I was watching a Swedish movie on Netflix about a gay couple who move into a picturesque neighborhood of white picket fences and nuclear families in preparation to adopt a child of their own. Adults in the neighborhood appear apprehensive and unwelcoming, while their children are outright belligerent, showing up at the couple’s doorstep to shout out insults. The most commonly used pejorative, bög (which was translated as “homo” by the subtitles), seemed almost cute to my boyfriend, who isn’t a Swedish speaker and had trouble even simply pronouncing its vowel sound.
This is me today.
LGBT Americans for Obama
“Lawrence Croft” — or what would happen if gay dudes who play video games were catered to like straight guys who play video games are.
Via Ulysses0302 on Deviantart.
Listen to a parishioner straddle her defense of Pastor Charles L. Worley’s electric fence sermon, and watch Anderson struggle to keep a straight face.
North Carolina Pastor preaches the word of God by insisting that all gays and lesbians should be kept in an electrical fence so that they’ll just die out in a couple years.
The new issue of Newsweek features a cover photo of President Obama topped by a rainbow-colored halo and captioned “The First Gay President.” The halo and caption strike me as cheap sensationalism. I realize airport travelers look at a magazine for 2.2 seconds before moving on to the next one. I grant that this cover will probably get Newsweek a 4.4 second glance. I also understand that Newsweek is desperate for sales. Nevertheless, I doubt that the Newsweek of old, before it was sold for a dollar, would have pandered as shallowly.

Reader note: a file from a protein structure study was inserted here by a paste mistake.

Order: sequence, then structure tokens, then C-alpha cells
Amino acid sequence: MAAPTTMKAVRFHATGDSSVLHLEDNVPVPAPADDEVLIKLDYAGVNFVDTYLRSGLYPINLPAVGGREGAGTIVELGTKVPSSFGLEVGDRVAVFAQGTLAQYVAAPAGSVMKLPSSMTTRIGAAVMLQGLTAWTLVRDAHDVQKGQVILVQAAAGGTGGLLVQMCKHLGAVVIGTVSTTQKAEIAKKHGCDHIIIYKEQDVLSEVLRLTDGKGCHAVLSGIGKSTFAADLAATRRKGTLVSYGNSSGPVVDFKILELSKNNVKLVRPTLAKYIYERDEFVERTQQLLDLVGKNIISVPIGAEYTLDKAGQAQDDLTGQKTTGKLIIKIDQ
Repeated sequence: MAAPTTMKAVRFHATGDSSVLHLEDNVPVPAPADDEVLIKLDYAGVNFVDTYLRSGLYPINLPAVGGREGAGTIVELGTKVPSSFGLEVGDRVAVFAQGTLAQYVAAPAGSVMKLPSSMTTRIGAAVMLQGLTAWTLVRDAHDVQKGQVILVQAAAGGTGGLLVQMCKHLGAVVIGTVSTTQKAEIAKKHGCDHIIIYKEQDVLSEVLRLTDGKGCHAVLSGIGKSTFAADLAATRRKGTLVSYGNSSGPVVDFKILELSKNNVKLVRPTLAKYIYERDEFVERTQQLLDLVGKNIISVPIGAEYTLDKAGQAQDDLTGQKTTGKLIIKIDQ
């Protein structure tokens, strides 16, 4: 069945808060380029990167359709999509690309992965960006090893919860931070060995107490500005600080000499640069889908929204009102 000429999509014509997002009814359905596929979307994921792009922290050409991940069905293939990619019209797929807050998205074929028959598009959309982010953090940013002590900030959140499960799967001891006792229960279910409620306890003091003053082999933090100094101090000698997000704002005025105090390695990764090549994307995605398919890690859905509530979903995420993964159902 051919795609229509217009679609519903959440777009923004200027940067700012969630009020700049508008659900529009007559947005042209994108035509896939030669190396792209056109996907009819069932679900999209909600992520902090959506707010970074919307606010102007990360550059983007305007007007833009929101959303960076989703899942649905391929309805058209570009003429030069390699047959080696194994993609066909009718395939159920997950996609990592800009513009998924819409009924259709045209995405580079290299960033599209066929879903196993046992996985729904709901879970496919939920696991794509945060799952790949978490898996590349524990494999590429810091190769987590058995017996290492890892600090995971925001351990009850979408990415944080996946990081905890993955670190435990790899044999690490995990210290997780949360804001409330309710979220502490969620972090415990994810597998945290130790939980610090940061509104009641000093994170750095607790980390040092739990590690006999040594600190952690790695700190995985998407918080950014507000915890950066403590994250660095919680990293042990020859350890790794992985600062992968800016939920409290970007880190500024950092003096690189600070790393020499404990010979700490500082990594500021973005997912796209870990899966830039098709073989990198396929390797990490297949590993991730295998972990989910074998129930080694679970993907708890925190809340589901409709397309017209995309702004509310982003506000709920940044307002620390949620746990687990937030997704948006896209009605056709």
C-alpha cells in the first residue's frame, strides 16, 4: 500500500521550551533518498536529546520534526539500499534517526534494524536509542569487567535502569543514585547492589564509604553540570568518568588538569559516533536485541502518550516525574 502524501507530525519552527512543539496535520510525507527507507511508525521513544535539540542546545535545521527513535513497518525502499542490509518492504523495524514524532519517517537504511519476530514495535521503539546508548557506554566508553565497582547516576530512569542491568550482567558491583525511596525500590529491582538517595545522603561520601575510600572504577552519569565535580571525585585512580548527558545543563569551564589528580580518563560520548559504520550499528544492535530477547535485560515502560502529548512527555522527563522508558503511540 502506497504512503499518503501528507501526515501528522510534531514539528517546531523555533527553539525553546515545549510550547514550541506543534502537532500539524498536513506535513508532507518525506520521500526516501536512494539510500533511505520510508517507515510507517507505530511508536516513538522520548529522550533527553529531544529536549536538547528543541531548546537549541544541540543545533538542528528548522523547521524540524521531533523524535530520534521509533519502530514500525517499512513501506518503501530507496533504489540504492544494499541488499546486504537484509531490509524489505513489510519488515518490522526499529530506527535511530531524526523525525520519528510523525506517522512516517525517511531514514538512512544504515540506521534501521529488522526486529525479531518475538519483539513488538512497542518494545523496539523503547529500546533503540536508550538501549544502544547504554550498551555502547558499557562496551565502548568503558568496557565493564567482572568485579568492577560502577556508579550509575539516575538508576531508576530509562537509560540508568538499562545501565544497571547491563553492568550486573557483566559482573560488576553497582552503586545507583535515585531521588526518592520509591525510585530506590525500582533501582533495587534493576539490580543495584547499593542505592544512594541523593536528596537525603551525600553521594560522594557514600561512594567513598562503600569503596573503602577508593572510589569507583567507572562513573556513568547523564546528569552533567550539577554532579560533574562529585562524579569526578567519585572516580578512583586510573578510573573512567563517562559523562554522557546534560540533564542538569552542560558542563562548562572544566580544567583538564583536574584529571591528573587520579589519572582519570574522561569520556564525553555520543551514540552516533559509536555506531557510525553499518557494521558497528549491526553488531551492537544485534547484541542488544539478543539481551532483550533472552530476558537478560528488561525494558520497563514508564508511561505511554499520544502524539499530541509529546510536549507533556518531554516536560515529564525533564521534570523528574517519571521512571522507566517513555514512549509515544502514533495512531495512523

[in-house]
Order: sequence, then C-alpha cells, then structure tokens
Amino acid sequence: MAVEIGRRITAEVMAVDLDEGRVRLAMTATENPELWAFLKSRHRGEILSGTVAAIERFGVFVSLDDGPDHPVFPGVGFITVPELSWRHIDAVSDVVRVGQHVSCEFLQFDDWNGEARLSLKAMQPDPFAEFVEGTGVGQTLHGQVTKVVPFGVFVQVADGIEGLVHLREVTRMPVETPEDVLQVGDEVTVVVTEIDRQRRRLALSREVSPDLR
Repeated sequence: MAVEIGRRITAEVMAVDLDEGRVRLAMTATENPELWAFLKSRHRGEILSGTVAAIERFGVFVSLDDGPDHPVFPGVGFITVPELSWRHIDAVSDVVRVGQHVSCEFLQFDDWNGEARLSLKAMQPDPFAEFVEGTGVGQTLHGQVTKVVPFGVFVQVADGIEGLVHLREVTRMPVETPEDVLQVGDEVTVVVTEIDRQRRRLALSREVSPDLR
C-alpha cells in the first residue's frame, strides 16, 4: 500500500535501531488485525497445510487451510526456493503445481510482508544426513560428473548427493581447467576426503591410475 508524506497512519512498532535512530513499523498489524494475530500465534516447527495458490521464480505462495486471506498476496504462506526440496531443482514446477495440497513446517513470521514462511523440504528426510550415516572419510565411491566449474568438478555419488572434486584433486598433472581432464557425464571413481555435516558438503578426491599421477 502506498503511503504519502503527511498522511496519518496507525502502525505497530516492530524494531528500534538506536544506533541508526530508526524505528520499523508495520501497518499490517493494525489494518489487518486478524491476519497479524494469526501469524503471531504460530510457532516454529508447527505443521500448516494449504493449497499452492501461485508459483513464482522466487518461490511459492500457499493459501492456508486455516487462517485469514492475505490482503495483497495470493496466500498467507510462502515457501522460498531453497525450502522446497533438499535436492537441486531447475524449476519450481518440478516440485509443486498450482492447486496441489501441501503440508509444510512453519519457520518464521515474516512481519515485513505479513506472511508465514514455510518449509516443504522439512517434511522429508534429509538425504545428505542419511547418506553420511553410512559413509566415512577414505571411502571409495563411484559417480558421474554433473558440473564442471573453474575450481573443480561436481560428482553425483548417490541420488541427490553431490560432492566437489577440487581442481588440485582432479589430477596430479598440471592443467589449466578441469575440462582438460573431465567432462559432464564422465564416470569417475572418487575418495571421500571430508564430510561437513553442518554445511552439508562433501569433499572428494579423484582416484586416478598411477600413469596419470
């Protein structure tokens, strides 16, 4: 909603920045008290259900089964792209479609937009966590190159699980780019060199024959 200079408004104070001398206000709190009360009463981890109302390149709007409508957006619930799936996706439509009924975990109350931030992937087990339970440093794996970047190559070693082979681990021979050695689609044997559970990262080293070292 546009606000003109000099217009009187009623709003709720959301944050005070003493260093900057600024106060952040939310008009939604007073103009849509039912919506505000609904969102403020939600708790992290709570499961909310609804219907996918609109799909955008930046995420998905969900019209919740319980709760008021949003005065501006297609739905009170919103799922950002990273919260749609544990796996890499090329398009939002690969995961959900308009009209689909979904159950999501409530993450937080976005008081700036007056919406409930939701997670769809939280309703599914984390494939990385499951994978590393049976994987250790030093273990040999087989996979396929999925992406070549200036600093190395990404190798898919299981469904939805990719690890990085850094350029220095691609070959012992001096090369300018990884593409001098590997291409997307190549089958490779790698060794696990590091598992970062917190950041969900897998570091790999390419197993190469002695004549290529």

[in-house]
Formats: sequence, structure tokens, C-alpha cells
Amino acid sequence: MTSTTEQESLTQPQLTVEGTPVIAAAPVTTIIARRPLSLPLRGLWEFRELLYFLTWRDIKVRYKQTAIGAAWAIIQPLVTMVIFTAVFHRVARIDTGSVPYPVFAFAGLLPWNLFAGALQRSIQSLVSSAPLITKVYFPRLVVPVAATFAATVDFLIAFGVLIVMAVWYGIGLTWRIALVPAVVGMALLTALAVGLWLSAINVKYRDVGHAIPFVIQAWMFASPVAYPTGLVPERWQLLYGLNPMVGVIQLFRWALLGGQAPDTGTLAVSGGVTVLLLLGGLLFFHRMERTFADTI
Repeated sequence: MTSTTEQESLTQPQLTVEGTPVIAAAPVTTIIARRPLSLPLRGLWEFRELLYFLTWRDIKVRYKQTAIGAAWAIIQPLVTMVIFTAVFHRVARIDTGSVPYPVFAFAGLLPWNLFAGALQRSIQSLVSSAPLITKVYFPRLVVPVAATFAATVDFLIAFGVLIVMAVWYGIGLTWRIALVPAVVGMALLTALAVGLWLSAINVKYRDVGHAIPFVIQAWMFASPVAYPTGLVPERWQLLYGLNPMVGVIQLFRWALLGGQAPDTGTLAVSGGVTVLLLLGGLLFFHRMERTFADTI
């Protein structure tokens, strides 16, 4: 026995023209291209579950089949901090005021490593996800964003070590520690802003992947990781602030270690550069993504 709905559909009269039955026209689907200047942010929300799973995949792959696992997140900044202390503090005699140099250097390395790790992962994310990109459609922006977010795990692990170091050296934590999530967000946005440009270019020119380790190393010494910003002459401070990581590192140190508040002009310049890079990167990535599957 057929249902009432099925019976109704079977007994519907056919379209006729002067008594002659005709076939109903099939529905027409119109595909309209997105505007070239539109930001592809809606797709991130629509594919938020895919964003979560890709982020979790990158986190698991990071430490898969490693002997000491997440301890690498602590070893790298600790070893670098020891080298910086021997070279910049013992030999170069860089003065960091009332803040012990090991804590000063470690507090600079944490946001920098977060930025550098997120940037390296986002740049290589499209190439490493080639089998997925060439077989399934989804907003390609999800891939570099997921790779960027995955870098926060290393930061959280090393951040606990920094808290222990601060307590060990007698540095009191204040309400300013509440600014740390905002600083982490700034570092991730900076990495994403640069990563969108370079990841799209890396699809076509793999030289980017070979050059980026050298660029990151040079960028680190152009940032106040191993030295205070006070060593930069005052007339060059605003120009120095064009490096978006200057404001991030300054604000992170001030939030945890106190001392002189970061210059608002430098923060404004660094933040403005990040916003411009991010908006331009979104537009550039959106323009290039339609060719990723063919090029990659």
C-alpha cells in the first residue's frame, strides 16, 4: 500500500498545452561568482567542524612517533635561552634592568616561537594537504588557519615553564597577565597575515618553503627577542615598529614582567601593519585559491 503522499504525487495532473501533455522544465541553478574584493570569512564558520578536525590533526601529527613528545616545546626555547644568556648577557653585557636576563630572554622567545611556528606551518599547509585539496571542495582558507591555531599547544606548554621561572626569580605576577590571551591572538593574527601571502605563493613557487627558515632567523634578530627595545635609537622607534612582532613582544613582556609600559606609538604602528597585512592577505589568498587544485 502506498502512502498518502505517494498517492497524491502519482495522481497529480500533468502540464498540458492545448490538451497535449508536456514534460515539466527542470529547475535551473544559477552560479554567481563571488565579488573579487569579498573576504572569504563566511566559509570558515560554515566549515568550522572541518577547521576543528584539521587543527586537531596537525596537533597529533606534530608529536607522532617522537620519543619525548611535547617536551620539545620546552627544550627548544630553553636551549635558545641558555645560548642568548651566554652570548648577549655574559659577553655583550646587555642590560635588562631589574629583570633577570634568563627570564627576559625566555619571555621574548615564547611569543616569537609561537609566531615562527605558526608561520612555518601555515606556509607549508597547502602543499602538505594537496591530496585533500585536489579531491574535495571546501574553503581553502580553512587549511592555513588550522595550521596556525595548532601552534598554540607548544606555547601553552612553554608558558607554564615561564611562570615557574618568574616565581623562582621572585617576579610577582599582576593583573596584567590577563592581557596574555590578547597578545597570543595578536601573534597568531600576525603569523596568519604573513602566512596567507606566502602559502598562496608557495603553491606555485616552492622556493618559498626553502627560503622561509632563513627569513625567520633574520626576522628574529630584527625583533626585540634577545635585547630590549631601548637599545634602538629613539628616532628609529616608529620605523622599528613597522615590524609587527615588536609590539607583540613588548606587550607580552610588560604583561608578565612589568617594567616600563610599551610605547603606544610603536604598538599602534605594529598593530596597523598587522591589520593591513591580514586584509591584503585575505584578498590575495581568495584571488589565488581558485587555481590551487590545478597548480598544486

The caption is a superficial way to characterize an important development of thought that the president — along with the country — has been making over recent years. It is also entirely wrong. Like the mini-furor a couple of months back about the claim that Richard Nixon was our first gay president, the story simply ignores that the U.S. already had a gay president more than a century ago.
There can be no doubt that James Buchanan was gay, before, during and after his four years in the White House. Moreover, the nation knew it, too — he was not far into the closet.
Today, I know no historian who has studied the matter and thinks Buchanan was heterosexual. Fifteen years ago, historian John Howard, author of “Men Like That,” a pioneering study of queer culture in Mississippi, shared with me the key documents, including Buchanan’s May 13, 1844, letter to a Mrs. Roosevelt. Describing his deteriorating social life after his great love, William Rufus King, senator from Alabama, had moved to Paris to become our ambassador to France, Buchanan wrote:
I am now “solitary and alone,” having no companion in the house with me. I have gone a wooing to several gentlemen, but have not succeeded with any one of them. I feel that it is not good for man to be alone; and should not be astonished to find myself married to some old maid who can nurse me when I am sick, provide good dinners for me when I am well, and not expect from me any very ardent or romantic affection.